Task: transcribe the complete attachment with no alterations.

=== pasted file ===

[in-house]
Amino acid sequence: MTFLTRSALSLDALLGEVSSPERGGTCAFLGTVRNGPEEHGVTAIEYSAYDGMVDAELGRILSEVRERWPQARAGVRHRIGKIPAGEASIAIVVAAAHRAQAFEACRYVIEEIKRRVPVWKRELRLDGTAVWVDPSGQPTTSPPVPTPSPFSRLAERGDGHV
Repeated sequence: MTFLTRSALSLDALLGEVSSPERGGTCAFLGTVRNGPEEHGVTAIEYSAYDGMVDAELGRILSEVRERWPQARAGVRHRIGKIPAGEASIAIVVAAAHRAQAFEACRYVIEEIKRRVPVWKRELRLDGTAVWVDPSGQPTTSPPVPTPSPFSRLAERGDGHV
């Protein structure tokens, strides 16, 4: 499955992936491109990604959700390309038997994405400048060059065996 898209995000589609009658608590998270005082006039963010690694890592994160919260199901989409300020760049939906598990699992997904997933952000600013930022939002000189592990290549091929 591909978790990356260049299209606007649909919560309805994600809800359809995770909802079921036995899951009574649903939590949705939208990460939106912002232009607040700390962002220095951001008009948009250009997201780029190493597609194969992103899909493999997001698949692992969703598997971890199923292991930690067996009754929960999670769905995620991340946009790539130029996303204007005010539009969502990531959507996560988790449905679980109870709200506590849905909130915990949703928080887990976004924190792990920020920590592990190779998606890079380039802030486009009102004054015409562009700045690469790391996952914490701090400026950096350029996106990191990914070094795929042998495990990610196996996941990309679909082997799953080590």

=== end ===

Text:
[in-house]
Amino acid sequence: MTFLTRSALSLDALLGEVSSPERGGTCAFLGTVRNGPEEHGVTAIEYSAYDGMVDAELGRILSEVRERWPQARAGVRHRIGKIPAGEASIAIVVAAAHRAQAFEACRYVIEEIKRRVPVWKRELRLDGTAVWVDPSGQPTTSPPVPTPSPFSRLAERGDGHV
Repeated sequence: MTFLTRSALSLDALLGEVSSPERGGTCAFLGTVRNGPEEHGVTAIEYSAYDGMVDAELGRILSEVRERWPQARAGVRHRIGKIPAGEASIAIVVAAAHRAQAFEACRYVIEEIKRRVPVWKRELRLDGTAVWVDPSGQPTTSPPVPTPSPFSRLAERGDGHV
């Protein structure tokens, strides 16, 4: 499955992936491109990604959700390309038997994405400048060059065996 898209995000589609009658608590998270005082006039963010690694890592994160919260199901989409300020760049939906598990699992997904997933952000600013930022939002000189592990290549091929 591909978790990356260049299209606007649909919560309805994600809800359809995770909802079921036995899951009574649903939590949705939208990460939106912002232009607040700390962002220095951001008009948009250009997201780029190493597609194969992103899909493999997001698949692992969703598997971890199923292991930690067996009754929960999670769905995620991340946009790539130029996303204007005010539009969502990531959507996560988790449905679980109870709200506590849905909130915990949703928080887990976004924190792990920020920590592990190779998606890079380039802030486009009102004054015409562009700045690469790391996952914490701090400026950096350029996106990191990914070094795929042998495990990610196996996941990309679909082997799953080590």